• Set realistic expectations in terms of the price they want for their businesses. When selling a business, most owners will engage the services of their accountants and business brokers. We often see overinflated prices whilst bidding wars commence; however, it is the seller that is left disappointed in the process as their business "sits on the shelf" for months or sometimes years
  • Get an independent valuation carried out early as it will give retiring business owners a better understanding of the areas they may need to improve
  • Vendors may want to consider selling their businesses to staff and should involve their existing management teams in advance to avoid a bitter disappointment when their staff cannot come up with the cash
  • Engage professional services: business disposal experts, such as M&A lawyers, corporate finance specialists and business advisers will add value and help owners to get closer to their target price
  • Review and streamline processes and systems in the business to make it more attractive to potential buyers. After all, investors would be more willing to pay the price closer to what the owners have in mind when the business is running "itself"
  • There is also another option available to retiring business owners: Deferred Consideration. It is often more beneficial and profitable when part of the money is deferred for 3-5 years. The sellers will get part cash up-front and the remainder at the end of the term. This will remove the pressure on the buyer to raise the whole amount up-front, raise more confidence in the business they are looking to buy and make the transaction much easier

Thursday, 31 March 2011

New Eden

I have received an interesting article from a friend and a colleague of mine, Dave Croydon, which I would like to share with you and hope you find it as interesting and thought-provoking as I did...

An acquaintance of mine recently expressed the opinion that anyone who showed any desire to become a politician should automatically be disbarred, as a result, from ever becoming one. It ranks alongside Groucho Marx's comment that he wouldn't want to join any club that would have him as a member.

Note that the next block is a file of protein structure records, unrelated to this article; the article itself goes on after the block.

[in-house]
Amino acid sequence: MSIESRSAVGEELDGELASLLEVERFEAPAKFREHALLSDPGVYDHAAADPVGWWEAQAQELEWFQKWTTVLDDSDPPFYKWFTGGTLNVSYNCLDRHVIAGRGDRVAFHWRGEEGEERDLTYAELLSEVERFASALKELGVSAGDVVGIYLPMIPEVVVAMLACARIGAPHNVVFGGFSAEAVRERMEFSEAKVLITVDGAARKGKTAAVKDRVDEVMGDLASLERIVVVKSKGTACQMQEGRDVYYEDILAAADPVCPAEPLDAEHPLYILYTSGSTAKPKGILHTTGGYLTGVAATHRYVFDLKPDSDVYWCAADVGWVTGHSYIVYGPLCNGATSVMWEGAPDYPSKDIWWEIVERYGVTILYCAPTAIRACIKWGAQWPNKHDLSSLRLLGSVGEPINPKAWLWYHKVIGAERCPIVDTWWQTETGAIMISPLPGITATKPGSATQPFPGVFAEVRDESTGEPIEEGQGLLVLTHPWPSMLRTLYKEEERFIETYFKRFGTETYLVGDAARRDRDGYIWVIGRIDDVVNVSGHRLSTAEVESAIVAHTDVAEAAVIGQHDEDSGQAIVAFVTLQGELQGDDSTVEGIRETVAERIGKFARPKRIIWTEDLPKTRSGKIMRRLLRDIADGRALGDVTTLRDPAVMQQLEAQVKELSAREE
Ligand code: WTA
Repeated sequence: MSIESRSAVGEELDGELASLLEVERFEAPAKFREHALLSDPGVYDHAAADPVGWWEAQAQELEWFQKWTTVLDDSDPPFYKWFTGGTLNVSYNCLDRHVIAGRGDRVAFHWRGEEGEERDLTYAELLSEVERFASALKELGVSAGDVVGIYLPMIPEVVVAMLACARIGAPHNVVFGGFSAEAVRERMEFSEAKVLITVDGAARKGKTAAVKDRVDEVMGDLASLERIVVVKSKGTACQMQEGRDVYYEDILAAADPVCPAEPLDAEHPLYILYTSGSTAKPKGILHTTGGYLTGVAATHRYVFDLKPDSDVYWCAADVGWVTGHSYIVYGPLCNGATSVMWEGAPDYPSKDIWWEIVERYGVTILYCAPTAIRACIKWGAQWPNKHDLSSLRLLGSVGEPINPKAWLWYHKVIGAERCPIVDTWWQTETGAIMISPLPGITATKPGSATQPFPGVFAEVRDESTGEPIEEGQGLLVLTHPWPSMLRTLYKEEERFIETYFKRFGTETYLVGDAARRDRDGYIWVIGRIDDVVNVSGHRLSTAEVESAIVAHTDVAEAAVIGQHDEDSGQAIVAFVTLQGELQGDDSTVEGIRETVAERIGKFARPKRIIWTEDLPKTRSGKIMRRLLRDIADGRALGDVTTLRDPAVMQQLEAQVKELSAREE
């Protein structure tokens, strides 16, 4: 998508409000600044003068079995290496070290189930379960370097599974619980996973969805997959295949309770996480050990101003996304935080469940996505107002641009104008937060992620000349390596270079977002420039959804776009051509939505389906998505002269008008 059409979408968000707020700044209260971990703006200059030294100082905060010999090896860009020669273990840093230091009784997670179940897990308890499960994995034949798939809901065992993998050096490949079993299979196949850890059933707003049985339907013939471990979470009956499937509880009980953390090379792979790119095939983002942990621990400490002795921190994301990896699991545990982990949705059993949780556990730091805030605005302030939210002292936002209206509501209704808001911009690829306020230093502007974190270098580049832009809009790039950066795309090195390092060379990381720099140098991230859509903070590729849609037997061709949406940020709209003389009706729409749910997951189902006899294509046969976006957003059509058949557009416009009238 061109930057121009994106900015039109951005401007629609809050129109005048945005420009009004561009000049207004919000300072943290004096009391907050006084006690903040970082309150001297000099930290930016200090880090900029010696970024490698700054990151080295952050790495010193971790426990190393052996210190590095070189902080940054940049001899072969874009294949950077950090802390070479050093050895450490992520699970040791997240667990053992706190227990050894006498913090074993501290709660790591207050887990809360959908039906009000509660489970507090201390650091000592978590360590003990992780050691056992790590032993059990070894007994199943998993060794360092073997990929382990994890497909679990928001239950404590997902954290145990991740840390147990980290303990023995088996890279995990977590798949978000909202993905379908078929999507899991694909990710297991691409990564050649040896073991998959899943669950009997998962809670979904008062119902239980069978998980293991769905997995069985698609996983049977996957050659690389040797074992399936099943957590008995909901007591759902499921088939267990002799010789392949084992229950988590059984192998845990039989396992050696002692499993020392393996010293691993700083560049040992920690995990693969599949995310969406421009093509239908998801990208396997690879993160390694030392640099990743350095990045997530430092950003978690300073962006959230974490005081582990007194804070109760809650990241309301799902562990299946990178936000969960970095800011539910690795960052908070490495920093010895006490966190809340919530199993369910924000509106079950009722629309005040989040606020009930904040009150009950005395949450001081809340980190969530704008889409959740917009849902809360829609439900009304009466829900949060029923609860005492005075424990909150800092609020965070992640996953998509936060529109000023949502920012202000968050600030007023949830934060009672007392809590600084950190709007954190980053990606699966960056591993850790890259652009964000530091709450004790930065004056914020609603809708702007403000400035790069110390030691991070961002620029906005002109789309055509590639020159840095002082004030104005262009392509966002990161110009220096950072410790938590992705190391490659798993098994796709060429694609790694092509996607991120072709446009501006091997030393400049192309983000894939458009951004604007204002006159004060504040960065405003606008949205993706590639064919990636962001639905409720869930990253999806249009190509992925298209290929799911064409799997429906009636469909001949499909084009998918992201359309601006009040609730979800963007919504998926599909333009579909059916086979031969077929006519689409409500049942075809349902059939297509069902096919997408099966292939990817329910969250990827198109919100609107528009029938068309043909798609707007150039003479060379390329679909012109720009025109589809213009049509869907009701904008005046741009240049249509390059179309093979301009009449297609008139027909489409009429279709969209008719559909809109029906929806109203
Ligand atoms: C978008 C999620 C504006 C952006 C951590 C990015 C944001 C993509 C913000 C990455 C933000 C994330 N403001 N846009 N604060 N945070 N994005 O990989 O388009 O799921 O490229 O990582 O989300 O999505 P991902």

This was brought back to me forcibly a week or three ago, when I heard interviewed on the Saturday morning Radio 4 programme, Saturday Live, Tim Smit, the man behind the Eden Project - and therefore someone for whom the word 'Vision' can be taken as built in.

He was asked for his recipe for getting the country out of the mire, as opposed to the current lot's recipe of cuts, cuts and more cuts. His reasoned and wholly reasonable response drew mountains of approving e-mails, even before the end of the show, with many exhortations that he be made Prime Minister immediately.

The problem with politicians - it's easy to state problems: less easy to suggest viable solutions - is that very, very few have done much in their lives outside the world of politics, and the exceptions have generally been associated with large corporate Britain. When it comes to the SME market, they may talk a good story, but really they haven't a clue. Even the sainted Vince.

So the sector that represents up to 95% of the British economy's economic output, and by common consent where any growth and recovery will gestate, is being hog-tied by rules and regulations designed with corporate Britain in mind. I've railed about this before (and will doubtless do so again), but the contrast between existing policy and Tim Smit's ideas could not be starker.